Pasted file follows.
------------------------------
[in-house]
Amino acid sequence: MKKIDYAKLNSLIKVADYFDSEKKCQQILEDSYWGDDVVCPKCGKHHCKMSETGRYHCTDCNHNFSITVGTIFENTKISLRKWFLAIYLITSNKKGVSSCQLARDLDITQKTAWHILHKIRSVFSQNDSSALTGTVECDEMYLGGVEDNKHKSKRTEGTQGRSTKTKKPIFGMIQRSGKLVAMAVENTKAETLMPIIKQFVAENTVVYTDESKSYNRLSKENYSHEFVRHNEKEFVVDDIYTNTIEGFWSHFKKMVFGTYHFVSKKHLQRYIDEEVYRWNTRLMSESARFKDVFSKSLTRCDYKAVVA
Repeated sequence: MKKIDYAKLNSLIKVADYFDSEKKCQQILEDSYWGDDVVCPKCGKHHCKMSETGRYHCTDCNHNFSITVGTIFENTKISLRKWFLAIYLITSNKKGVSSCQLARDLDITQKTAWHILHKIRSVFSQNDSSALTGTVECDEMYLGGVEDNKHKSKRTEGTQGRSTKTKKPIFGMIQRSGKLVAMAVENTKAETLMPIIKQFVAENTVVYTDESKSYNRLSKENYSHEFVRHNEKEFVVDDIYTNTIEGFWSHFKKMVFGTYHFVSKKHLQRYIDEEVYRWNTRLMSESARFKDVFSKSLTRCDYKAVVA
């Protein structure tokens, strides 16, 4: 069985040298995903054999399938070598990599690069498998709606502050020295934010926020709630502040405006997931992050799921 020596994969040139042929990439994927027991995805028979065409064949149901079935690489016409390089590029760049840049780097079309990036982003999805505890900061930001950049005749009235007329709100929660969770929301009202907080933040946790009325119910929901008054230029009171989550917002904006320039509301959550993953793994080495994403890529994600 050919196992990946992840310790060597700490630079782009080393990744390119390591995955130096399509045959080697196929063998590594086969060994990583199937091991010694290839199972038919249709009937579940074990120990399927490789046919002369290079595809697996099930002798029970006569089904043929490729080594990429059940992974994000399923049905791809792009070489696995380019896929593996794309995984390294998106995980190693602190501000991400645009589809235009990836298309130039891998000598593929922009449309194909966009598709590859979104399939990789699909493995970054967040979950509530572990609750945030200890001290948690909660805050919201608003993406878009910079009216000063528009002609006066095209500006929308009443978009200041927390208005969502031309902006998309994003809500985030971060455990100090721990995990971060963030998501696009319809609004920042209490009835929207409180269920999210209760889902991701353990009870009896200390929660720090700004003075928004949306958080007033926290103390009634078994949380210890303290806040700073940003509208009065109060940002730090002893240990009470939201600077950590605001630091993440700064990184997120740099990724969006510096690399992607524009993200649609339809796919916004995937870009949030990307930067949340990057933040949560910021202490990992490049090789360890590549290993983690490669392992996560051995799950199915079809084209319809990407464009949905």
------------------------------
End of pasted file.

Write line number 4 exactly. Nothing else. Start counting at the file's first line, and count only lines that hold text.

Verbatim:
């Protein structure tokens, strides 16, 4: 069985040298995903054999399938070598990599690069498998709606502050020295934010926020709630502040405006997931992050799921 020596994969040139042929990439994927027991995805028979065409064949149901079935690489016409390089590029760049840049780097079309990036982003999805505890900061930001950049005749009235007329709100929660969770929301009202907080933040946790009325119910929901008054230029009171989550917002904006320039509301959550993953793994080495994403890529994600 050919196992990946992840310790060597700490630079782009080393990744390119390591995955130096399509045959080697196929063998590594086969060994990583199937091991010694290839199972038919249709009937579940074990120990399927490789046919002369290079595809697996099930002798029970006569089904043929490729080594990429059940992974994000399923049905791809792009070489696995380019896929593996794309995984390294998106995980190693602190501000991400645009589809235009990836298309130039891998000598593929922009449309194909966009598709590859979104399939990789699909493995970054967040979950509530572990609750945030200890001290948690909660805050919201608003993406878009910079009216000063528009002609006066095209500006929308009443978009200041927390208005969502031309902006998309994003809500985030971060455990100090721990995990971060963030998501696009319809609004920042209490009835929207409180269920999210209760889902991701353990009870009896200390929660720090700004003075928004949306958080007033926290103390009634078994949380210890303290806040700073940003509208009065109060940002730090002893240990009470939201600077950590605001630091993440700064990184997120740099990724969006510096690399992607524009993200649609339809796919916004995937870009949030990307930067949340990057933040949560910021202490990992490049090789360890590549290993983690490669392992996560051995799950199915079809084209319809990407464009949905």